Eventually, in 1973 he was appointed as one of the three foundation professors at the IDM - the Institut für Didaktik der Mathematik at the University of Bielefeld, together with Michael Otte and Heinrich Bauersfeld, and developed there a comprehensive activity in which he was able, in particular, to further the program in which he had been engaged so far - namely, establishing a scientific didactics with internationalisation as an essential element of this process. In the structure of the IDM based on the division of labour between three main groups, Steiner led the group that concentrated upon curriculum development in the upper secondary grades. As in other aspects of the work of the IDM, this group was interdisciplinary and included mathematicians, didacticians of mathematics, sociologists and psychologists. Major projects that were undertaken included the reorganization of the upper grades of the Gymnasien, vocational education, statistics and the social role of mathematics. Following the introduction of pocket calculators and computers in the classrooms, the group's researches and developments involving the new media and technologies were both innovative and original. The third international congress on mathematics education (ICME 3, Karlsruhe, 1976) became an effective landmark in the process of the national and international disciplinary stabilization of the didactics of mathematics, following its predecessors in Lyon (1969) and Exeter (1972). Steiner, from 1975 to 1978 Vice-President of ICMI and chair of the program committee, succeeded in bringing together there the different, hitherto also institutionally separated strands and to engage them in lasting cooperation. An excellent means for realizing this was the new organization of the congress. This was built around thirteen sections which investigated central issues of mathematics instruction, and which benefited from the careful preparation of the teams which were composed internationally and had worked together well before the congress. Steiner also succeeded, by means of the extensive integration of various competencies, to diminish the initial obvious tensions between the Bielefeld institute and the didacticians of mathematics working elsewhere in the Federal Republic.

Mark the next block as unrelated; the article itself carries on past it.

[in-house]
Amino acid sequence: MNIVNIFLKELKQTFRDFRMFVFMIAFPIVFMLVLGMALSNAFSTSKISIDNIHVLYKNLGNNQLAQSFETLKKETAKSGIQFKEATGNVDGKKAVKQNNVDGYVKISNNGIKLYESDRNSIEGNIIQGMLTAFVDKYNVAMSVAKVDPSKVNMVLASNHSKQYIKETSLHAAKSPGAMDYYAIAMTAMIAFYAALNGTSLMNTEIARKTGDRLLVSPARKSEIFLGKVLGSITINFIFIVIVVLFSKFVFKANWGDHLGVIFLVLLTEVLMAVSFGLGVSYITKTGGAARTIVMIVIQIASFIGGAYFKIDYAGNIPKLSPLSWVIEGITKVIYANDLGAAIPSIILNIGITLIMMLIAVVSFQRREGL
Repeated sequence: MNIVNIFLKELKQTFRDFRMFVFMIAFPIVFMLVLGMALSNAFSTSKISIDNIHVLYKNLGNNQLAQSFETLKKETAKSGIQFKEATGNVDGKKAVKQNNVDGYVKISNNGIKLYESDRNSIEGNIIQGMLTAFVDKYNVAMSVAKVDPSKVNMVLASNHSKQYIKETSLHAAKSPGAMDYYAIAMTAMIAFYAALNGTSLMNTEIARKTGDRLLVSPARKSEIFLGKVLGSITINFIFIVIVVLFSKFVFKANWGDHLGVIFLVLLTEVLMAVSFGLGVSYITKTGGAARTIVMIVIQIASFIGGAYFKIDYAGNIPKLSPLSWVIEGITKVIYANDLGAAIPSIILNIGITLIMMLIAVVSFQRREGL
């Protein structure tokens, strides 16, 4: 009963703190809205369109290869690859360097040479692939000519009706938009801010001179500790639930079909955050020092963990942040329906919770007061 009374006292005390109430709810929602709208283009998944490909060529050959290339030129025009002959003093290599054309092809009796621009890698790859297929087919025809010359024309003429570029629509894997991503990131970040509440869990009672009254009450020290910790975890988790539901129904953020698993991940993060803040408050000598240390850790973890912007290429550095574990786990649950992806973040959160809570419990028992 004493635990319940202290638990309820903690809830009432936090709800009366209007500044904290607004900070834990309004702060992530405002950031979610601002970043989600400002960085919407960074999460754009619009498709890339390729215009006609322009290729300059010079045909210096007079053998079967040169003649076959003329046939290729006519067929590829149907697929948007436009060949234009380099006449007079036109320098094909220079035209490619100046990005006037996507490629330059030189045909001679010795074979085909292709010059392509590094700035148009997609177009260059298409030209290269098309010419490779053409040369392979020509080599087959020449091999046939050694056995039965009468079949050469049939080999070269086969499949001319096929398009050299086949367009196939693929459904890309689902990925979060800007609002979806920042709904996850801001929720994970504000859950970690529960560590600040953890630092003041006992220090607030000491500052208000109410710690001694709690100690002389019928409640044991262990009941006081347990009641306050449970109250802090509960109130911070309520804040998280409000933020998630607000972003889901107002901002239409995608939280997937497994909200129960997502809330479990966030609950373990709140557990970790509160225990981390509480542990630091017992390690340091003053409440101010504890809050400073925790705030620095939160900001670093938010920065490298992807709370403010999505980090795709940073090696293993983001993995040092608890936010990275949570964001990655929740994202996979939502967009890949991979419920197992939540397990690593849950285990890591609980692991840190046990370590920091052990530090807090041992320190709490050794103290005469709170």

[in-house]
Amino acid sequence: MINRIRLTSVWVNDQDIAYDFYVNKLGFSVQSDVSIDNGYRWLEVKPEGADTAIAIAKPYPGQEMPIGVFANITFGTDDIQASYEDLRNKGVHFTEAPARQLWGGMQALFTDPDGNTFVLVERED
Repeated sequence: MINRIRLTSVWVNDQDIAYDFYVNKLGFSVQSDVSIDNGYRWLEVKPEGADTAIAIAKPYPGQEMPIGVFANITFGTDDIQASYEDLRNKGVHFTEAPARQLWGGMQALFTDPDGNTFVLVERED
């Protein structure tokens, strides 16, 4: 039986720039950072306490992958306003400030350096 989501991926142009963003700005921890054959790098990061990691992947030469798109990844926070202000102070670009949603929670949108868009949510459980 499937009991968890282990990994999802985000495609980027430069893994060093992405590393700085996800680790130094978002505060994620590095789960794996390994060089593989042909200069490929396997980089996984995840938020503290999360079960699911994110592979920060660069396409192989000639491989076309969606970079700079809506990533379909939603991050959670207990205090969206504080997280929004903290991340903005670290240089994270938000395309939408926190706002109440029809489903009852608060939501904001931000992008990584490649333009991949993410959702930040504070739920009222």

Besides his work on research and development at the IDM, it was always a central concern for Steiner to give conceptual stimulation and to help spread new ideas by organizing national and international colloquia and conferences. This stimulating function is certainly one of his most important contributions to the development of the didactics of mathematics, in particular for the Federal Republic. The series of these influential conferences first began in 1974 with the Regional ICMI-IDM Conference on the Teaching of Geometry. Of the other conferences, one should name the ICMI Symposium of 1978, The Education of Mathematics Teachers, and the larger conference of 1979: Comparative Studies of Mathematics Curricula - Change and Stability.

Steiner also gave innovative suggestions via smaller-scale working conferences, such as a series of colloquia devoted to the relation of educational history and history of mathematics. Other valuable forms for the exchange of ideas were the numerous bilateral conferences organized by him: for example, the German-Italian and the German-French symposia on recent developments in the didactics of mathematics.

The conference series that proved in the long term to be probably the most important for the development of research was the series of symposia on TME: Theories of Mathematics Education established by him in 1985. TME had originated from his conviction that - thanks to the scientific level achieved - the ulterior major task lay in the advancement of theoretical approaches. At ICME 10 in Copenhagen, many participants still spoke to me about TME and told me how essential their participation in TME conferences had been for their scientific development.

Finally, Steiner merits particular respect for having organized two conferences with participants drawn from the old Federal Republic and the GDR immediately after the "Wende" in the GDR and to have thus once again initiated communication and cooperation.